The Way I See It.
Saadiq's latest album is titled
Courtesy of the artist
Don't call it "neo-soul." The soul is so ingrained in Raphael Saadiq that it feels like he was born a little too late.
Raphael Saadiq is a new soul making "old" music. His latest record, The Way I See It, could have come right out of the '60s, but his style doesn't mesh well with modern marketing.
"In this climate of the industry, to do the record like I did was kind of unheard-of," Saadiq says. "Even my label — they never heard the record until it was done. They were like, 'What do we do with this? He's not a blonde girl. He's not Amy [Winehouse]. He's not Duffy.' "
But Saadiq is making the music he loves. In an interview with All Things Considered host Michele Norris, Saadiq says he doesn't think it's "retro" at all.
"I don't even see it as retro, because I've been there so long in my life," Saadiq says. "I feel like something is retro if you're trying it out. But I've been doing it all my life. I don't do it in my sleep, but I dream — I feel like I should've been there back in the day, like I was born a little too late."
His album cover even reflects a certain '60s hepcat quality: Saadiq is sporting heavy glasses, a skinny tie and snug pants. It's a style he's been cultivating over the years.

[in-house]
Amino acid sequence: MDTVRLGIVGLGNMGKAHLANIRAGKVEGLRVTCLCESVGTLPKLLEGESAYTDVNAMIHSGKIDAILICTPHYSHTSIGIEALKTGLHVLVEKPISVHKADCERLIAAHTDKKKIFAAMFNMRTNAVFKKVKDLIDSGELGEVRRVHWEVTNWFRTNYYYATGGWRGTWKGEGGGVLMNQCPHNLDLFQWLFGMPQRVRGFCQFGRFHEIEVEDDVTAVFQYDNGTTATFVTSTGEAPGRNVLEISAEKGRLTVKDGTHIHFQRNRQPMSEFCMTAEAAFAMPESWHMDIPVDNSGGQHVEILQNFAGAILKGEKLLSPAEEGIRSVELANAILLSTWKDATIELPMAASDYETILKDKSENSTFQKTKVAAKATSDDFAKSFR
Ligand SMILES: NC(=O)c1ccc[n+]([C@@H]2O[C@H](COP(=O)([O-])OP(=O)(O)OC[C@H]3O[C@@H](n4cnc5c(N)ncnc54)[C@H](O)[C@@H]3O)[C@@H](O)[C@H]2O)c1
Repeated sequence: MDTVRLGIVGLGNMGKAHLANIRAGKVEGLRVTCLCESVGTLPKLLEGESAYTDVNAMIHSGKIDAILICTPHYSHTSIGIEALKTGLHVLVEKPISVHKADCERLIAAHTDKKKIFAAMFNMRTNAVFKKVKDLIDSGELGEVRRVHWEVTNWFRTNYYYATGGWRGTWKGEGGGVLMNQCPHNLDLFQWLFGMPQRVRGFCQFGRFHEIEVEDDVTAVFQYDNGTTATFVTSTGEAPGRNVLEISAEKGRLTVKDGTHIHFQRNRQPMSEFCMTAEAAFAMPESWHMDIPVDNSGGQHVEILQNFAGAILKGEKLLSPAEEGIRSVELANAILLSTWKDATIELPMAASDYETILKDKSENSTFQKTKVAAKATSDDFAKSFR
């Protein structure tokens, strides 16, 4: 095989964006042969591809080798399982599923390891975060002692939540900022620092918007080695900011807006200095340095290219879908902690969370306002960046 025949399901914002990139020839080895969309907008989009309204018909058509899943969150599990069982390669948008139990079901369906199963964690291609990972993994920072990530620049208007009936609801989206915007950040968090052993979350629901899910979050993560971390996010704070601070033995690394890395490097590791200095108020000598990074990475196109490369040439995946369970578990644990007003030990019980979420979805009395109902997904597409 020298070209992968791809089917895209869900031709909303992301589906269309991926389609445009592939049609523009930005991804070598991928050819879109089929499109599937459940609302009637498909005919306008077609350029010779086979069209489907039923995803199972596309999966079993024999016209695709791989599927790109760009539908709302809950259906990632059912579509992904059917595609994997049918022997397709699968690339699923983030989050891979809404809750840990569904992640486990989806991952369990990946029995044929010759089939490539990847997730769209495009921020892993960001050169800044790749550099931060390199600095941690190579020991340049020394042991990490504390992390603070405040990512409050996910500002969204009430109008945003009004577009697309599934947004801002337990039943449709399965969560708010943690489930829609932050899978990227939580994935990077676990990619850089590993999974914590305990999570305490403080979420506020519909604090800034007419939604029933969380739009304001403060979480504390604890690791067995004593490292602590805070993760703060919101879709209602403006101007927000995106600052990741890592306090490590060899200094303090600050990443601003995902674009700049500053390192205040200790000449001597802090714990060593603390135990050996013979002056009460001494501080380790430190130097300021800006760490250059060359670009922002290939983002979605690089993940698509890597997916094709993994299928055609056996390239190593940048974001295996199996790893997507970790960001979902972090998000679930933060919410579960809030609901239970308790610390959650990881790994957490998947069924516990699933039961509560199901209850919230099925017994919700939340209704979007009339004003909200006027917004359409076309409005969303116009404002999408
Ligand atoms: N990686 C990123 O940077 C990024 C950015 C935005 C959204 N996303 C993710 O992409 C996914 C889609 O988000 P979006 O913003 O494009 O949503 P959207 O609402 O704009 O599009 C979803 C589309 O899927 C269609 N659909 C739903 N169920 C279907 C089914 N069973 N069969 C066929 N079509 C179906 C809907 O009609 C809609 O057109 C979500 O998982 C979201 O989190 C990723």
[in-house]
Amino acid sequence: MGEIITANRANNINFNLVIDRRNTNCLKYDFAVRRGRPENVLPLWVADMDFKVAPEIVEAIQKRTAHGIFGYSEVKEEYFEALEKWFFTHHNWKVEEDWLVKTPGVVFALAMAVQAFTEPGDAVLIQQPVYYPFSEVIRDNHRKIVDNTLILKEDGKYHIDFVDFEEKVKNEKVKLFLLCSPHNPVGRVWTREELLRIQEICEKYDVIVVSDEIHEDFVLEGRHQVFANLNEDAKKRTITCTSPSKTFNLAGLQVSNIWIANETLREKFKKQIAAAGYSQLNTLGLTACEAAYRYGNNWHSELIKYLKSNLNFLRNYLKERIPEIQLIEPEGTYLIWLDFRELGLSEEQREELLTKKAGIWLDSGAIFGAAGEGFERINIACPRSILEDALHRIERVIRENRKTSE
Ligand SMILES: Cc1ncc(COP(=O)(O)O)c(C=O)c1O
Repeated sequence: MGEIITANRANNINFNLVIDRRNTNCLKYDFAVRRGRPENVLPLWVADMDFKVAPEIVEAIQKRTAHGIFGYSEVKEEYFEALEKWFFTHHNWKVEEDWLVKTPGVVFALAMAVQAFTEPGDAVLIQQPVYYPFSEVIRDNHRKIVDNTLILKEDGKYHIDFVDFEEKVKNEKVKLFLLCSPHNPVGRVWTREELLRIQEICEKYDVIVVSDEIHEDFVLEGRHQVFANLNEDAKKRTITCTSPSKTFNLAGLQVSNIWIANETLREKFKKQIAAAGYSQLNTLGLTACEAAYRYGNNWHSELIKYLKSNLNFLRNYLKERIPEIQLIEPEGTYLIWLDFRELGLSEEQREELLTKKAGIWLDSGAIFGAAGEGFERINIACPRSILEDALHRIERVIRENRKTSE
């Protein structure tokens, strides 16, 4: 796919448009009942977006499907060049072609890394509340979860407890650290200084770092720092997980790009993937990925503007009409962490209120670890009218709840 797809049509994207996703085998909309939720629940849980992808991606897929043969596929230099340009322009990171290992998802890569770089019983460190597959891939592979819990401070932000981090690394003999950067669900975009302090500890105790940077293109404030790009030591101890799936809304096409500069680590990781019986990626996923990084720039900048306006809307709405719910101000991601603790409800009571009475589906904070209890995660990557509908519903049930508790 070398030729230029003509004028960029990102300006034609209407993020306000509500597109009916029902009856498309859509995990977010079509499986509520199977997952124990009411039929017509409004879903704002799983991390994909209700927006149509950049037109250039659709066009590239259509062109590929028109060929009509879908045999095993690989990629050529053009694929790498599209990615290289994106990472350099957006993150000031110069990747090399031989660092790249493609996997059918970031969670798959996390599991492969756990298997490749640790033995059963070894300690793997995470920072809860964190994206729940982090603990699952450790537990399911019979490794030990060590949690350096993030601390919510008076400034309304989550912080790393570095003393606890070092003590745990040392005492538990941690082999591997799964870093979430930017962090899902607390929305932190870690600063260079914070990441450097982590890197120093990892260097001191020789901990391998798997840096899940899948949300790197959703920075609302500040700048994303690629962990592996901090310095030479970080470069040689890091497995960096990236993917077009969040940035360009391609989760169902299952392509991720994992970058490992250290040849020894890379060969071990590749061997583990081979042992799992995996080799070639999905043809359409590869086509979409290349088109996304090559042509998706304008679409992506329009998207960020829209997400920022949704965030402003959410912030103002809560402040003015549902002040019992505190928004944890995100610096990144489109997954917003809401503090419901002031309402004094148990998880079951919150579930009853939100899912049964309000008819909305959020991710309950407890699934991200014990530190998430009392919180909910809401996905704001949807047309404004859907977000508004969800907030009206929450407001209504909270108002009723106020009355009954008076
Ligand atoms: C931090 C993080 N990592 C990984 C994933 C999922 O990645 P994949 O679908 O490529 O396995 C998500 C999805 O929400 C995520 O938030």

Celebrating The 'Big Easy'
The Way I See It is full of three-minute songs, a nod to '60s singles, but one stands out in particular: "Big Easy." The song came to him while watching Spike Lee's Hurricane Katrina documentary, When the Levees Broke, yet it's upbeat.
"I wanted to do something in the spirit of New Orleans," Saadiq says. "In New Orleans, when they mourn, they really celebrate and have a great time. I wanted to give it that same spirit."
The Cinematic Quality
The album sounds like there are many people in the studio, but Saadiq practically recorded every instrument: first drums, then bass, then piano and everything else. He'd then call in others to record other tracks, like Joss Stone on vocals and Stevie Wonder on harmonica.
His says his real desire, however, is to make music that could be in films.
"I watch a lot of old movies and Quentin Tarantino and Jackie Brown. I always hear good music like The Chi-Lites and The Delfonics," Saadiq says. "I wanted to make a record that [Martin] Scorsese could take a piece of my music and put it in his films."
Comparing Saadiq's early-'90s group (Tony! Toni! Tone!) to his recent solo work, the former sounds polished and highly produced. The Way I See It sounds more raw. After Saadiq's engineer heard his self-recorded vocals, he said it sounded distorted.
"But he said it was a good sound," Saadiq says. "We wanted it to sound as dirty, as grimy as it possibly could."
That Old-Fashioned Love Song
The songwriters behind Motown and Stax Records talked a lot about love, and not in a cheesy way. They wrote songs with clever lyrics, which Saadiq says don't exist much anymore. Saadiq even jokes that The Temptations and Smokey Robinson took every subject possible. But that didn't stop Saadiq from trying.
"I guess my mission was to make it clever, but to make the music and the words mean the same thing. It has to be one," Saadiq says. "Back in the day, it wasn't two separate things — the instruments said the same thing as the lyrics, and that's what I wanted to do with this record."